GARTH BARROWS  There is no more impressive sight in the whole city than these five Early Bronze Age round barrows strung along the top of the wind-buffeted ridge of Cardiff’s highest point, Mynydd y Garth. From the 4,000 year-old mounds there is a matchless 360° panorama that makes every other Cardiff attraction pale into insignificance.

GRAIG LLWYN  An Iron Age hillfort of the proto-Welsh Silures tribe from around 200BC, sited north of the M4 above Lisvane. The close-set, multiple, concentric earthen banks have never been excavated, preserved or properly interpreted. Ancient sulphur pits in the vicinity have led some to speculate that this might be the location of the legendary Camelot (from Caer Melyn – Yellow Fort).

KING’S CASTLE  An 11th century Welsh defensive mound by the banks of the Canna brook, which ran down from Llandaf to join the Taff near today’s Brook Street, flattened in the 14th century as the Anglo-Normans laid waste to lowland Glamorgan. A tavern was built on the site in the 18th century, preserving the name of the long-gone castle. This King’s Castle was demolished in 1892 as Canton urbanised, but a replacement pub was built a few metres to the east and has survived.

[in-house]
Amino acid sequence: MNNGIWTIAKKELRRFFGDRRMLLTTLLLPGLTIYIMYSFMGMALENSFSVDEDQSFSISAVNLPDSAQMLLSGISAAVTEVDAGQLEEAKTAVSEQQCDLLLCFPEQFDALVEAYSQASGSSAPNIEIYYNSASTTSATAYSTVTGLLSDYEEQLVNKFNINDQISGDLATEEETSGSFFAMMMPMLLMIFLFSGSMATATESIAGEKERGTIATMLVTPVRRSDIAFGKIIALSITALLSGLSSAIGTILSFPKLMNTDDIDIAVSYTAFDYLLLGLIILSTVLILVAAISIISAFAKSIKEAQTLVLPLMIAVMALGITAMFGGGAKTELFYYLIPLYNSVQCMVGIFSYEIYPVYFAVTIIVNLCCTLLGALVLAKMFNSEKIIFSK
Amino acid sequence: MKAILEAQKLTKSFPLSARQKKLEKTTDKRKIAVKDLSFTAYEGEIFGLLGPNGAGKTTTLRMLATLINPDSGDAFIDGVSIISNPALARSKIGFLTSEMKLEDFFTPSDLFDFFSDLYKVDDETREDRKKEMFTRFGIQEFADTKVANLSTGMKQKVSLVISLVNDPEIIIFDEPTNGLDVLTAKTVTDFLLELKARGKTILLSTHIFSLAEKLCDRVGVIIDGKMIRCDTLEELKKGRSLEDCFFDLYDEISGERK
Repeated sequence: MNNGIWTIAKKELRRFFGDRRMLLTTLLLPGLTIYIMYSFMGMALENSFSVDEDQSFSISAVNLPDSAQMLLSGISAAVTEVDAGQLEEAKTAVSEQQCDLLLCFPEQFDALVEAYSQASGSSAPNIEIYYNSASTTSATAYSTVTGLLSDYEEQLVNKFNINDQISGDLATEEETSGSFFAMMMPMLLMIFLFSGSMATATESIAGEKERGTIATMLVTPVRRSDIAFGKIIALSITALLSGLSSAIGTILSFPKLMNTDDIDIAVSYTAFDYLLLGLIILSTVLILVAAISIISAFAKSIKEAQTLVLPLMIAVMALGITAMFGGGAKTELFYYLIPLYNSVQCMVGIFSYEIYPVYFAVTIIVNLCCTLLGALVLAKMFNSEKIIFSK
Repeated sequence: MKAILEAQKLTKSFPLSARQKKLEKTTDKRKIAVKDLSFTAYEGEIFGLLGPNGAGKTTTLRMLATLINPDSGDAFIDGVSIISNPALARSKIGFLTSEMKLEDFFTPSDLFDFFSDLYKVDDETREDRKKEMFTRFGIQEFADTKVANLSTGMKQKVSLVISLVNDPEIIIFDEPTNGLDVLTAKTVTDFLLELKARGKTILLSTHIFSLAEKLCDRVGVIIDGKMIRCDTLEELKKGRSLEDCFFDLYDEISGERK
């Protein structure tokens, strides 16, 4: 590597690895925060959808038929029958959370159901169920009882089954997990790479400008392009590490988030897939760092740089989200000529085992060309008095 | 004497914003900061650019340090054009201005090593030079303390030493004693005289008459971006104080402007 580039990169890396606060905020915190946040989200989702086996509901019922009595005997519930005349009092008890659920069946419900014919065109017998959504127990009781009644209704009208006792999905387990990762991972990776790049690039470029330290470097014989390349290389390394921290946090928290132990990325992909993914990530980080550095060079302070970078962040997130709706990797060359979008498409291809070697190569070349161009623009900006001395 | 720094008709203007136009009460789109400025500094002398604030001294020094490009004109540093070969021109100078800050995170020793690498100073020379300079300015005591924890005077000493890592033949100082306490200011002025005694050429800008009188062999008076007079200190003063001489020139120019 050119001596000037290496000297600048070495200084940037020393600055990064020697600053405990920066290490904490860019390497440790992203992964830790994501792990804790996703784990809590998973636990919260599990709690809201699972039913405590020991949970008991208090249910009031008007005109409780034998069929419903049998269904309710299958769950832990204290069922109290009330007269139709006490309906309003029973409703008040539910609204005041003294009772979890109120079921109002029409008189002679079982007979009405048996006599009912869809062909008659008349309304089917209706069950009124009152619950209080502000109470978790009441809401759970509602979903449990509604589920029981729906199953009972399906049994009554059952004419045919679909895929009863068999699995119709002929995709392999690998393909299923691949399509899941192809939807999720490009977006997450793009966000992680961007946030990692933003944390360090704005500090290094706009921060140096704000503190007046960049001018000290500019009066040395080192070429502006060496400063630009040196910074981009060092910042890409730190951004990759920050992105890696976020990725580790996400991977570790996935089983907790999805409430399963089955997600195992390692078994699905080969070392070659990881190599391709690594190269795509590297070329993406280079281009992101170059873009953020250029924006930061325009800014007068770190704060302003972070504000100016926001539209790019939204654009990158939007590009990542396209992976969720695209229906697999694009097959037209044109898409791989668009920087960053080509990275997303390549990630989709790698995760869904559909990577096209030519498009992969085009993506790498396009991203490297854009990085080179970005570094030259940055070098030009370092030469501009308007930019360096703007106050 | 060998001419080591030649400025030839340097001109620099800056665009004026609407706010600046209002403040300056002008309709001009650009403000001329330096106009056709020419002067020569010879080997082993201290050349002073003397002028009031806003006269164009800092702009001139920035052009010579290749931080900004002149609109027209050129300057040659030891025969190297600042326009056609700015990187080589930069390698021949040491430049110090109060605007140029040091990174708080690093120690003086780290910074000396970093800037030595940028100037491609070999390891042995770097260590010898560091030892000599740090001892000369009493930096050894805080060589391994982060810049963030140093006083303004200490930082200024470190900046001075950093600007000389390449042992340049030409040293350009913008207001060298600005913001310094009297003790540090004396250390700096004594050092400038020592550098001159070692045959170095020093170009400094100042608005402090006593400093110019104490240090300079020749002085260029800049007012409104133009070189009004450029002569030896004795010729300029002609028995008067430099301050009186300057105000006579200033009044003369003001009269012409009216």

LLWYNDA-DDU  An Iron Age hillfort of the Silures, the formidable Celtic tribe of south-eastern Wales. Located near Pentyrch, it has been partly destroyed in the subsequent 2,500 years, but the oval camp and inner ramparts are still apparent.

• MACKINTOSH INSTITUTE  The bulk of Roath passed by inheritance and marriage to the Bute dynasty in the late 18th century, prompting the lesser gentry, following the Bute lead, to set up country residences there. In 1803 the Richards family, unscrupulous local power-brokers destined to have a baleful impact on Cardiff for generations, built a mansion called Plasnewydd in the enchanting wooded countryside. When a Richards’ heiress married The Mackintosh of Mackintosh, the ludicrous title of the Lord Lieutenant of Inverness-shire, Plasnewydd was given the pompous castellated battlements mandatory for a Scottish aristocrat of the era. It became known, semi-mockingly, as ‘Roath Castle’, and nearby Plwcca Lane was renamed Castle Road in deference to the Mackintoshes (changed again to City Road in 1905 when Cardiff was made a city). Today it is a community centre, an incongruous mock-baronial presence in the midst of Roath’s utilitarian terraced streets.